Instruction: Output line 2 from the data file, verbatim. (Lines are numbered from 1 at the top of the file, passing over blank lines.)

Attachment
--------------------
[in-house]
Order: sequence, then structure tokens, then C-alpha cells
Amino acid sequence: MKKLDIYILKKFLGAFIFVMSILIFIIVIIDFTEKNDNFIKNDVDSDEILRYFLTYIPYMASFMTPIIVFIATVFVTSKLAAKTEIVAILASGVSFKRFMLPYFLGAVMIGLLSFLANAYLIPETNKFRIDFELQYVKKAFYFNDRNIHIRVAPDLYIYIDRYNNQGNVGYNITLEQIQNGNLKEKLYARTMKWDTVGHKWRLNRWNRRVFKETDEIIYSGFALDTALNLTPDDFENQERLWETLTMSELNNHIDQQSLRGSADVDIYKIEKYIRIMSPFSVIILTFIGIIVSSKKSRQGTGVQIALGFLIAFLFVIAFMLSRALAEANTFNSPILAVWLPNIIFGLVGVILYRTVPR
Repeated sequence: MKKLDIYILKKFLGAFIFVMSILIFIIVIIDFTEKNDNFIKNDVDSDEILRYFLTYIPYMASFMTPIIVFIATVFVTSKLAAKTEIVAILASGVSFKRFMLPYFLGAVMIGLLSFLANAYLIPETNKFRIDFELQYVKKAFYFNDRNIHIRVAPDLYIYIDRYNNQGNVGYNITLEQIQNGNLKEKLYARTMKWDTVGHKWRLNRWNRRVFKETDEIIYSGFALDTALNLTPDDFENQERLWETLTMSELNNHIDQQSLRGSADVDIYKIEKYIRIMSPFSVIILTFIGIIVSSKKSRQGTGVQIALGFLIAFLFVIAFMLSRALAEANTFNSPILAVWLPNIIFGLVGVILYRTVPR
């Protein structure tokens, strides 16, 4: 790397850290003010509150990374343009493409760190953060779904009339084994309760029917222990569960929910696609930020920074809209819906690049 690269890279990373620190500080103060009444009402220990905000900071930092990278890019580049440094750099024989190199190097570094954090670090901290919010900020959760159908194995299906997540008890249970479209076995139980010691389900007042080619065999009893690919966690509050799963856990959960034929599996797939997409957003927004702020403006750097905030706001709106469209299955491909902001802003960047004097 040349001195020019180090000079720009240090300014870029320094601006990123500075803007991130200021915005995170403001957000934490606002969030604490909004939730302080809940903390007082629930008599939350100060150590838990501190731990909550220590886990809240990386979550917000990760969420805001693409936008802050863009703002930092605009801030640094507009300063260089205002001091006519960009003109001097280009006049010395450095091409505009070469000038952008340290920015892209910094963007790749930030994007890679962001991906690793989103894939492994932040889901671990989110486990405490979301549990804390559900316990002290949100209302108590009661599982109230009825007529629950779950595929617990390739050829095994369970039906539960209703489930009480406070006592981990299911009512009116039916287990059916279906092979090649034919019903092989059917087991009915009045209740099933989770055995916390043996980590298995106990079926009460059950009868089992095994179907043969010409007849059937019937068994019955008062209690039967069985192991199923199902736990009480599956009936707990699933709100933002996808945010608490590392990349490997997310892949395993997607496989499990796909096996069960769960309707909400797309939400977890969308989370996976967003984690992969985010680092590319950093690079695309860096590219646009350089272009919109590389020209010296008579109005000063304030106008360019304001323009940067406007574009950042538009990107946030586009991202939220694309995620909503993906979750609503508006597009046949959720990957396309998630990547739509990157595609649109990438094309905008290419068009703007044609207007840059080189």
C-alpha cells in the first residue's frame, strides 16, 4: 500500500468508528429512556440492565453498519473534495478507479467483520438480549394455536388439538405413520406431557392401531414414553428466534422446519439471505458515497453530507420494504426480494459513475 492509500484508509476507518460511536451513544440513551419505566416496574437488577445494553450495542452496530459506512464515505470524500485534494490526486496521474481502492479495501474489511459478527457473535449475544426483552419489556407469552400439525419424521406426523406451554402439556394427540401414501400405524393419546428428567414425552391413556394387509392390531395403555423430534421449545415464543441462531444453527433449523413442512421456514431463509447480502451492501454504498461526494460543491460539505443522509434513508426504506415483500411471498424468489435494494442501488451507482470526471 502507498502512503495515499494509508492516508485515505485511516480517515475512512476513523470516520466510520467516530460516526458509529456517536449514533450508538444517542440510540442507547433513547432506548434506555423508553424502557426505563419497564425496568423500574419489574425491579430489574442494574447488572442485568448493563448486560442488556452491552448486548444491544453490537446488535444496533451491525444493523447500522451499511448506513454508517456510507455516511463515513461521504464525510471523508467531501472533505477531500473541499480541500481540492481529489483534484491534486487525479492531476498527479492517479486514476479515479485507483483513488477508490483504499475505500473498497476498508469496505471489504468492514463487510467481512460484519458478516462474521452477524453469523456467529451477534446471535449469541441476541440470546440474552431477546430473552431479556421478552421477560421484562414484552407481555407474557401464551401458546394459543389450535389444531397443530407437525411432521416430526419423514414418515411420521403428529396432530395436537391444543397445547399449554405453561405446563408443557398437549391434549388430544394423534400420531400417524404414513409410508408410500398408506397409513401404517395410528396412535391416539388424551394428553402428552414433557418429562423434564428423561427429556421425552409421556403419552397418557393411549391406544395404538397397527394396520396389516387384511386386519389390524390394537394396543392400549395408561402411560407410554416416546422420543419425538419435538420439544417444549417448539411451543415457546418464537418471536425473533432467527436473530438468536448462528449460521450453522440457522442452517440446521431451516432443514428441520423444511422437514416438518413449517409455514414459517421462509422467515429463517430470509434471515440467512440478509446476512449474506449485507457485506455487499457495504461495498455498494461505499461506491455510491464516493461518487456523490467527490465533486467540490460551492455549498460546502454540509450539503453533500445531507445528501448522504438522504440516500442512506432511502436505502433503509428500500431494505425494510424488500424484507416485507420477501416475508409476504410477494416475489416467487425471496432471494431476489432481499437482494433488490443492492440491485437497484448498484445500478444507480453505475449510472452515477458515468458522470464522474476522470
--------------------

Order: sequence, then structure tokens, then C-alpha cells